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Even 6th Graders Hug Their Moms

In 2002, when my son was just turning three, all he wanted to be when he grew up was a firefighter.  Well, maybe Bob the Builder, too.  Dreams of saving structures and the people trapped in them was his kind of a dream job.  Cameron had it all-the firefighter suit, the plastic ax, and even a pedal powered metal fire truck that his big sister had outgrown.  I guess firefighter fantasies run in our family.
I’m not sure how much 9/11 influenced this decision-probably not a huge amount at his tender age-although the media was full of heroic images of  brave men and women who fought to save those people trapped in the twin towers.  Out of this tragedy the “Twin Towers Orphan Fund” was born, and author Christine Kole MacLean published
Even Firefighters Hug Their Moms to raise money for the children who lost parents in the World Trade Center.
It was a perfect fit for my family – a picture book about a boy and his little sister who love to pretend play, especially fantasizing about firefighters.  It became an instant favorite for my son, and as he grew it evolved into a catch phrase for us-whenever it seems like I will never get a cuddle again, I remind him of his favorite story.
Yesterday, I reminded him.  Since kindergarten, my husband or I have always ridden bikes with our children to school.  At first it was for safety reasons-tippy training wheels for my daughter while my son gloried in the bumps of the bike trailer, we loved the ½-mile ride to and from school each day.  Often, my daughter would beg me to ‘drop her off at the corner’, but I always managed to make it into the bike racks, grabbing a last kiss and hug before she trotted off to her classroom.  Later, once they were both in school and I went back to teaching my husband joyfully took over the duties. When Lily advanced to 7th grade, she and I biked to and from our school together and enjoyed the time to talk about what was coming up in her life and how she was getting along with friends.  Now I bike alone each day, missing her company.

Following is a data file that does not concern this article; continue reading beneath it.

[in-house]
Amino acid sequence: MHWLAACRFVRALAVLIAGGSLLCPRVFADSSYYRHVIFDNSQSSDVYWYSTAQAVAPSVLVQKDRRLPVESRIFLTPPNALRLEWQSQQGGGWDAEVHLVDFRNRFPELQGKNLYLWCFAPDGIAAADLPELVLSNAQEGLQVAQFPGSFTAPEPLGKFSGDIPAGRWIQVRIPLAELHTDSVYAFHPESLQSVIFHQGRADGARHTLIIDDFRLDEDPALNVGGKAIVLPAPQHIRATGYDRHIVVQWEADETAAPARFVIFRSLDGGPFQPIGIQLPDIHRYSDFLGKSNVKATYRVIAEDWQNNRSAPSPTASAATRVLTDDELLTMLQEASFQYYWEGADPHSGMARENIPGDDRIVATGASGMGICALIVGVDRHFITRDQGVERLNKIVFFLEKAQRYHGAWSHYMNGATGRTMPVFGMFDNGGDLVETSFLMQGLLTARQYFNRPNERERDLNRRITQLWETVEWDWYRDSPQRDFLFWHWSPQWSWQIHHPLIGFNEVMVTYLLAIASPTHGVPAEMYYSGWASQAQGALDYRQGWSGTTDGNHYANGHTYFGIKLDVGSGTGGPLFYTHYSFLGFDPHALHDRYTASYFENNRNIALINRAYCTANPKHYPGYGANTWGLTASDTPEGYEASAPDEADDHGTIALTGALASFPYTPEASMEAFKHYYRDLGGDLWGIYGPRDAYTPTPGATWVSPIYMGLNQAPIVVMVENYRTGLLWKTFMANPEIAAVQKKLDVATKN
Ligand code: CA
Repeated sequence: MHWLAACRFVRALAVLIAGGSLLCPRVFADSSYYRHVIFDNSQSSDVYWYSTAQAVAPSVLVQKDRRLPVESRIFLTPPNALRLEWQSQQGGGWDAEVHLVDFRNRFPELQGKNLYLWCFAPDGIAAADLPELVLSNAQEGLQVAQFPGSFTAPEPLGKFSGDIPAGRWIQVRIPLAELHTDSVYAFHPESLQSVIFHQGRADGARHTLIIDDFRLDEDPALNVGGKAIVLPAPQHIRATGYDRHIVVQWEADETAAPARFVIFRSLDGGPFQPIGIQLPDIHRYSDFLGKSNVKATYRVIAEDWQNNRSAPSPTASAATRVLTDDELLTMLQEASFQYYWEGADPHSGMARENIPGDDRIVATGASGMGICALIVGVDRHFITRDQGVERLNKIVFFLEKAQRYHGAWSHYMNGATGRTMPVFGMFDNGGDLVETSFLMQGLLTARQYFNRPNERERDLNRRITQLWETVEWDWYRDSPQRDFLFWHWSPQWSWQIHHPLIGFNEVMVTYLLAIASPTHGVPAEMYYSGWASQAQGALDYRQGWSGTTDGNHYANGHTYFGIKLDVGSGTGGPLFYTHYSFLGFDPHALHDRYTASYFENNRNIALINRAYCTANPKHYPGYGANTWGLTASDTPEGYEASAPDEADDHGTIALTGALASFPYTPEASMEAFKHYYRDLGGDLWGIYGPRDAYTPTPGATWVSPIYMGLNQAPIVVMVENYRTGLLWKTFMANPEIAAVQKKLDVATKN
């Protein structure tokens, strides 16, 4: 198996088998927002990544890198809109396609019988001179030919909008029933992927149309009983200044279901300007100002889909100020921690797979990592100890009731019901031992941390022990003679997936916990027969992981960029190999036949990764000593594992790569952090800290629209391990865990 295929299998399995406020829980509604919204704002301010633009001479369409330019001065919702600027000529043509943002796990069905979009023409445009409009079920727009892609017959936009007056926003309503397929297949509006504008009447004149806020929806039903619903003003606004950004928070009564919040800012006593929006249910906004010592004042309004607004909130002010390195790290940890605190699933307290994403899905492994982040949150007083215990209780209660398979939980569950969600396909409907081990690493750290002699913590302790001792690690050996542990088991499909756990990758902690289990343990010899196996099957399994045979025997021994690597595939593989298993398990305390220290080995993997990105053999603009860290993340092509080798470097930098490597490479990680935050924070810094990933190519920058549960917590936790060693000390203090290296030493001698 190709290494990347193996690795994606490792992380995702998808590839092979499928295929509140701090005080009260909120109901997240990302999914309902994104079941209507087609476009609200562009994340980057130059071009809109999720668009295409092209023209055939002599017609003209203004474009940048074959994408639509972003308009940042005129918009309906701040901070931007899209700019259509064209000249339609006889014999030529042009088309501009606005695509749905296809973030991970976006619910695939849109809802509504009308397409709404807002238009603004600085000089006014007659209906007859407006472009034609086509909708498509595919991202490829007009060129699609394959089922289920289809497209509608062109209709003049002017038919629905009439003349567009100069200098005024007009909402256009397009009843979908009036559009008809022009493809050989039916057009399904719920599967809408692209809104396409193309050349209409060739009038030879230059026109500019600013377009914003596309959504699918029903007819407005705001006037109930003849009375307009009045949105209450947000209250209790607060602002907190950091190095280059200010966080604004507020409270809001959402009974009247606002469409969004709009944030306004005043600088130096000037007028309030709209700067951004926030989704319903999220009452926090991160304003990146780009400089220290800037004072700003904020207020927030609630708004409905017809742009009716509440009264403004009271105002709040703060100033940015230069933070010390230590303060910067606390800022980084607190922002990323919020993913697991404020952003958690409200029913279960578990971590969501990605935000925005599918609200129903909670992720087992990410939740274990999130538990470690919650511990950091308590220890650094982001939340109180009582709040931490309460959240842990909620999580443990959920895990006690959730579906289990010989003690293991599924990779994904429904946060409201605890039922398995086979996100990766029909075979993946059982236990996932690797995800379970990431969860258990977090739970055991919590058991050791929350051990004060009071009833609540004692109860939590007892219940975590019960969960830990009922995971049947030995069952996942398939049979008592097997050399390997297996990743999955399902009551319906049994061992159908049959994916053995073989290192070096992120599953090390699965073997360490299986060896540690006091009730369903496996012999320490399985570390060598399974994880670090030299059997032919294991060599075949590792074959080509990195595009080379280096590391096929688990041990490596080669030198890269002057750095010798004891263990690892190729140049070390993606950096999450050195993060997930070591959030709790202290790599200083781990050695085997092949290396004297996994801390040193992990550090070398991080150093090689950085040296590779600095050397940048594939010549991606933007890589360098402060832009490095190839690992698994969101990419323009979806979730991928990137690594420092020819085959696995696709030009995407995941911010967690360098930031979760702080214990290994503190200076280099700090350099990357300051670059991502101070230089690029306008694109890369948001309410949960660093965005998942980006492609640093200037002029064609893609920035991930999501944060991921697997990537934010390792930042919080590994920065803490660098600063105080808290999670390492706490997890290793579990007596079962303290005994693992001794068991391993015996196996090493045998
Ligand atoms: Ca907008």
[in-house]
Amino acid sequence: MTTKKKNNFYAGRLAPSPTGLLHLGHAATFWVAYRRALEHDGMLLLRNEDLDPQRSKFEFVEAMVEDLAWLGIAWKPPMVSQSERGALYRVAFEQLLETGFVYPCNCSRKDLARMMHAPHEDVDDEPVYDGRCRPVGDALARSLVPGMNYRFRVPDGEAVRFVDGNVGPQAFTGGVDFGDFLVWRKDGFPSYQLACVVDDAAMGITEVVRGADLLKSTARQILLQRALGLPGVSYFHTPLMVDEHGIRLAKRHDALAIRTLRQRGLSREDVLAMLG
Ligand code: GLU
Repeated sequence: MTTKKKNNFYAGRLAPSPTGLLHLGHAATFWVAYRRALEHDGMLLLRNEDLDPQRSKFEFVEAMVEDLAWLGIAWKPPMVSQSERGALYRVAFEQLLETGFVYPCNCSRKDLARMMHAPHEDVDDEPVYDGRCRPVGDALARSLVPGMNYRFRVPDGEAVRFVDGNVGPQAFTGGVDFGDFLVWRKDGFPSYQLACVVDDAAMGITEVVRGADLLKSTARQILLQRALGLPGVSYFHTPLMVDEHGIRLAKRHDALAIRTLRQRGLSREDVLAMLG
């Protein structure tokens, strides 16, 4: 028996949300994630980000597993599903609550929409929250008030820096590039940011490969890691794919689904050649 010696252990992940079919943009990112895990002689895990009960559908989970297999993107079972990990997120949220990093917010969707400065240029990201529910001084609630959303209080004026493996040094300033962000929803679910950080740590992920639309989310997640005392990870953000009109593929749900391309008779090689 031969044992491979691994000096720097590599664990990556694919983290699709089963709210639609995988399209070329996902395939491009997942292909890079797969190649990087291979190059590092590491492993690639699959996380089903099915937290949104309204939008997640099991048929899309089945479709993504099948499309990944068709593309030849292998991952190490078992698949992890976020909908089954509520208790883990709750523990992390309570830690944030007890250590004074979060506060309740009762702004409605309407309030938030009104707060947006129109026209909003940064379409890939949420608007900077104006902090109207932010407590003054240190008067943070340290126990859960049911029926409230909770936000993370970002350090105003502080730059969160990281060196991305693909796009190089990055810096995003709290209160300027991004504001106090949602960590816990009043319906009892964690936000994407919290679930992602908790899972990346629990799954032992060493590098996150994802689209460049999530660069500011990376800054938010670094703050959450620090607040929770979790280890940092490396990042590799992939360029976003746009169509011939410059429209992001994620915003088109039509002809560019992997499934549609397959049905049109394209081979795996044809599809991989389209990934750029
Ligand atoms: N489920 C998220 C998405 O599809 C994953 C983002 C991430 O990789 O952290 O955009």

So when I had the opportunity yesterday morning to ride to school with Cam, I jumped on it.  This is our last year of elementary school, and it feels like a chapter of childhood is closing.  Eager to squeeze out every moment I can, we hop on our bikes and quickly head out on the bike path.  My big red cruiser is no match for his neon pink BMX bike-I have to work to keep up. After a few minutes he slowed and said, “You know, Mom, when Lily was in 4th grade she rode to school by herself.  Why do you still ride with me?”
“Well, it’s not because I don’t think you can do it, Cam. It’s because I want to be with you.” I answer.  “Remember how you like me to tuck you in at night? It’s kind of the same thing.  It’s just  a special time when we’re together.”  Silence greets my comment like the calm before a storm.
“Dad never rides all the way anymore.  He drops me off at the park just before the bike racks.” Clearly he is ready to hold his ground.” And you know, I ride home with my friends now.  You don’t need to pick me up anymore.”
“Really?” I reply, a hint of sarcasm in my voice.  “You mean I can’t take you all the way, help you lock your bike and give you a big hug and kiss?”  His cold, silent stare gives me his answer.   “Even 6th graders hug their moms.”
“Hi, Max!” Cameron yells, ending the conversation as if on cue.  Sure enough, here comes his buddy riding up right  behind us.
I take the hint, and quietly whisper, “Bye, Cam.  See you after school” as I turn and ride towards home.  The pang in my chest carries me, tears welling as I pedal.  I realize that my little firefighter may not be wearing the costume, but I still adore him just the same.
Seven hours later, long after the pain had subsided and he walked in the door after school, I was welcomed with a great big bear hug.  Yep, even 6th graders hug their moms.  Just not in public.

Jennifer Wolfe

Jennifer Wolfe, a writer-teacher-mom, is dedicated to finding the extraordinary in the ordinary moments of life by thinking deeply, loving fiercely, and teaching audaciously. Jennifer is a Google Certified Educator, Hyperdoc fanatic, and a voracious reader. Read her stories on her blog, mamawolfe, and grab free copies of her teaching and parenting resources.